Brock University has gained a new Canada Research Chair (CRC), bringing the number of Brock’s CRC allocations to 14.
“This is another great illustration of Brock University’s research depth,” says Vice-President, Research Tim Kenyon. “Canada Research Chairs are nationally recognized as outstanding experts in their field, building research and mentorship networks while contributing knowledge, understanding and solutions to Canadian society and beyond.”
It is not known yet what the research title for the new Chair will be. Hiring units in all Faculties have until Monday, May 3 to submit proposals for scholarly areas for this new Chair and for an existing allocation that will become available when a current Chair reaches the end of the term in the position.
Later in the year, advertisements for the two positions will be posted internally and externally.
The recruitment of Chairs is guided by the CRC program’s equity, diversity and inclusion (EDI) requirements and practices, notes Associate Vice-President, Research Michelle McGinn, who co-ordinates the implementation of CRC policies and practices at Brock.
Among the requirements is an action plan. The CRC secretariat has accepted Brock University’s EDI Action Plan.
“Pursuing excellent, innovative and impactful research is a key component of Brock’s strategic plan,” says McGinn. “We are excited about recruiting scholars who contribute to Brock’s strategic priority of fostering inclusivity, accessibility, reconciliation and decolonization.”
The federal government’s $295 million-a-year CRC program “stands at the centre of a national strategy to make Canada one of the world’s top countries in research and development,” says the program’s website.
Some 2,285 CRC positions are found in eligible institutions across the country, fostering research excellence in engineering and the natural sciences, health sciences, humanities and social sciences.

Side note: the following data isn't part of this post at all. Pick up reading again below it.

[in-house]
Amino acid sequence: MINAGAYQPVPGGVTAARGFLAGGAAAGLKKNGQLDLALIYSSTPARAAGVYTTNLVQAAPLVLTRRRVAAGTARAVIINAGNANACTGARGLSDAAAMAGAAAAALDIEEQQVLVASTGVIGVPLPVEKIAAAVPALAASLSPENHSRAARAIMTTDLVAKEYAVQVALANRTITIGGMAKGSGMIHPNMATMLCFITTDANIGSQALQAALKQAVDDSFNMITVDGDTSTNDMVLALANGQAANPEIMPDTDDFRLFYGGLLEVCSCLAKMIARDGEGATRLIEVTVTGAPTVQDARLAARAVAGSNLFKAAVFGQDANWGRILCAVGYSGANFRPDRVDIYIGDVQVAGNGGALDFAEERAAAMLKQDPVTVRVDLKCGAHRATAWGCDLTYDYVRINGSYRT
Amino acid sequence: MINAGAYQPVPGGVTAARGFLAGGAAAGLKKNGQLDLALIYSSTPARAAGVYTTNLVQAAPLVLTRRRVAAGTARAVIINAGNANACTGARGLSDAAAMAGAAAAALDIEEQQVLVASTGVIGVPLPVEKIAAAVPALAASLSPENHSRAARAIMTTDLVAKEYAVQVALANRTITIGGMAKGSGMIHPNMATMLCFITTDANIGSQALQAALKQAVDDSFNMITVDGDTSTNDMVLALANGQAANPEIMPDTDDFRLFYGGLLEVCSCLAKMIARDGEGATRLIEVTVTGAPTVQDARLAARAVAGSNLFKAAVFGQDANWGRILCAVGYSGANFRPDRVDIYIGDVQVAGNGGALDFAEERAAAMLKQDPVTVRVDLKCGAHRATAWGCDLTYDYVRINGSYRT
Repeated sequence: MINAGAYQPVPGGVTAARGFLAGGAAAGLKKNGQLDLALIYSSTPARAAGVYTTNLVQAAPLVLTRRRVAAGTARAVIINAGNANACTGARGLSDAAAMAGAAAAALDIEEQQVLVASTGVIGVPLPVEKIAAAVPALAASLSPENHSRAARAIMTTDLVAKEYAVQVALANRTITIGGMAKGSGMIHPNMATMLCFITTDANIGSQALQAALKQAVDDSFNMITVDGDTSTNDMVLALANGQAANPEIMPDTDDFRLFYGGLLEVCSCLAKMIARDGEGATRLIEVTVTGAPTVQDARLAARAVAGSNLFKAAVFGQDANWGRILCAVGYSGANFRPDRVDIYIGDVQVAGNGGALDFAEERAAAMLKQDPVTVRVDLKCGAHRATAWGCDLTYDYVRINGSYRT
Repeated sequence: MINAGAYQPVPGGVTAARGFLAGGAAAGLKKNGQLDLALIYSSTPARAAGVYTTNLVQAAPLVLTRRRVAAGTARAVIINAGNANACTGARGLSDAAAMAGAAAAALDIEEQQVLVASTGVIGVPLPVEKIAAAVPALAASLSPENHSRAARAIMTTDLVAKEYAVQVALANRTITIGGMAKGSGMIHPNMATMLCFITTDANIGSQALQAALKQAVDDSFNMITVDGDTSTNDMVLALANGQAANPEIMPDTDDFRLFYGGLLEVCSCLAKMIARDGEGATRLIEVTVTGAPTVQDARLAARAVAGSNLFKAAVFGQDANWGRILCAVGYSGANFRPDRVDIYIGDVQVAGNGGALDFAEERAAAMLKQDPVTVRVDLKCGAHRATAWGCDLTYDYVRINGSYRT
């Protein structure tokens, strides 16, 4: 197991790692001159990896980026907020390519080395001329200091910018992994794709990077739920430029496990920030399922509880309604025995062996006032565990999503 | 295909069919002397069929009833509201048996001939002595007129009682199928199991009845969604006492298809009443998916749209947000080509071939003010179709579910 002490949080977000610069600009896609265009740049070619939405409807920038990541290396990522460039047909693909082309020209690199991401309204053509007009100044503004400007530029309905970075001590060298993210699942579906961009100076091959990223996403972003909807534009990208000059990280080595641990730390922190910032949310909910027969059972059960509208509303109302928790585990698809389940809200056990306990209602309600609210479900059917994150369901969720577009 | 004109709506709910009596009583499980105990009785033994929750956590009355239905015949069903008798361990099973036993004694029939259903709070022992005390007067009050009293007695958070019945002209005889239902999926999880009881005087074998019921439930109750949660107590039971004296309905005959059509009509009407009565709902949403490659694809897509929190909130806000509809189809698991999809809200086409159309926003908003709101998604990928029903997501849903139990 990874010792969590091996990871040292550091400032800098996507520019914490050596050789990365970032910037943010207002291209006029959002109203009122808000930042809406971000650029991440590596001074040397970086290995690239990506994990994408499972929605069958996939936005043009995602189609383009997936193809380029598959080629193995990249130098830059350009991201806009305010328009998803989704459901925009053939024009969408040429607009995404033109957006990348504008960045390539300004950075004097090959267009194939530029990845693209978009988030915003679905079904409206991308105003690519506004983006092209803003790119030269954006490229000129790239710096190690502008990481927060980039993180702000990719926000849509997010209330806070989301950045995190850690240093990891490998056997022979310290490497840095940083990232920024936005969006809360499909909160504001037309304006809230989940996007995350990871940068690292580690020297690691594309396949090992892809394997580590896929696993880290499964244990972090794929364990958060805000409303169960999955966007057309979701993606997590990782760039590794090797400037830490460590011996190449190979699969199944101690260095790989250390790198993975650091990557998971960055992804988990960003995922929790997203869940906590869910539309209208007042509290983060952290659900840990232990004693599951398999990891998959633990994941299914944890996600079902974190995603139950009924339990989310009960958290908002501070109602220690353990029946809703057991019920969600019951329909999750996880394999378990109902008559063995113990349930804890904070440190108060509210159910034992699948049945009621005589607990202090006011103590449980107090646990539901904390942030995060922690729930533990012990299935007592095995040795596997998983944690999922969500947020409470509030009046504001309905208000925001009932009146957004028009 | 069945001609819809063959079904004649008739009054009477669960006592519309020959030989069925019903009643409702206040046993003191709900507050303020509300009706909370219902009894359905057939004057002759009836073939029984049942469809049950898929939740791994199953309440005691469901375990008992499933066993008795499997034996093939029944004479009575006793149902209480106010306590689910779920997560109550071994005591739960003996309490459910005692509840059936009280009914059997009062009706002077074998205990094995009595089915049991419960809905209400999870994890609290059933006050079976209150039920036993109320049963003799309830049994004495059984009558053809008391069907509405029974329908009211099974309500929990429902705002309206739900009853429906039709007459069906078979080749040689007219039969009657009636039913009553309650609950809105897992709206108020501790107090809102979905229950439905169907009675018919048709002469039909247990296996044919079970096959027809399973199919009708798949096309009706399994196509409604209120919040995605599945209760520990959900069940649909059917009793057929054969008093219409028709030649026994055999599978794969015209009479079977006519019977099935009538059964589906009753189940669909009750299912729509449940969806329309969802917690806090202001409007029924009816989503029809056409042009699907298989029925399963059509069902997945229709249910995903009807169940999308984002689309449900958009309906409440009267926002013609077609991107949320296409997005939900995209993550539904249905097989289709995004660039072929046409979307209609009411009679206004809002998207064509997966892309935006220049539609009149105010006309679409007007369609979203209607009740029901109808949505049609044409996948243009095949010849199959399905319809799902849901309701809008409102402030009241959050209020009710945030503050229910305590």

Three federal government bodies — referred to as the ‘Tri-Agencies’ — fund and support the CRC program: the Social Sciences and Humanities Research Council (SSHRC), the Natural Sciences and Engineering Research Council (NSERC) and the Canadian Institutes of Health Research (CIHR).
In Brock’s case, CIHR is supporting the new position.
“Building CIHR-related research capacity was a priority for many researchers who contributed ideas to the 2018 Strategic Plan process,” says Kenyon. “This new CRC brings to three the number of CIHR Chairs that Brock has secured since then, largely due to an increase in the value of CIHR awards made to Brock researchers between 2017 and 2020.”
Institutions such as Brock University are awarded a number of CRC positions based on the amount of funding the institution has received from CIHR, SSHRC and NSERC grants in the previous three years.
Universities nominate candidates in one of two categories: Tier 1, a seven-year term for “outstanding researchers acknowledged by their peers as world leaders in their fields”; and Tier 2, a five-year term for “exceptional emerging researchers, acknowledged by their peers as having the potential to lead in their field.”
An external body of peers and experts confirms the nominations. Brock’s new CIHR Chair is in the Tier 2 category.
CRCs “improve our depth of knowledge and quality of life, strengthen Canada’s international competitiveness, and help train the next generation of highly skilled people through student supervision, teaching and the co-ordination of other researchers’ work,” says the CRC website.
At the moment, eight researchers at Brock are active CRCs:
- Julia Baird, Assistant Professor at the Environmental Sustainability Research Centre (ESRC): CRC in Human Dimensions of Water Resources and Water Resilience (Tier 2)
- Karen Campbell, Assistant Professor of Psychology, CRC in Cognitive Neuroscience of Aging (Tier 2)
- Vincenzo De Luca, Professor of Biological Sciences, CRC in Plant Biotechnology (Tier 1)
- Andrea Doucet, Professor of Sociology and Women’s and Gender Studies, CRC in Gender, Work, Care and Community (Tier 1)
- Val Fajardo, Assistant Professor of Kinesiology, CRC in Tissue Remodelling and Plasticity throughout the Lifespan (Tier 2)
- Michael Holmes, Assistant Professor of Kinesiology, CRC in Neuromuscular Mechanics and Ergonomics (Tier 2)
- Tomas Hudlický, Professor of Chemistry, CRC in Organic Synthesis and Biocatalysis (Tier 1)
- Wendy Ward, Professor of Kinesiology, CRC in Bone and Muscle Development (Tier 2)
Candidates for six allocations are awaiting confirmation through the national peer review process. Those six plus the latest recruitment launched to fill the remaining two open allocations will bring the total to 14 Chairs at Brock. These Chairs are expected to be announced in the coming months and next year.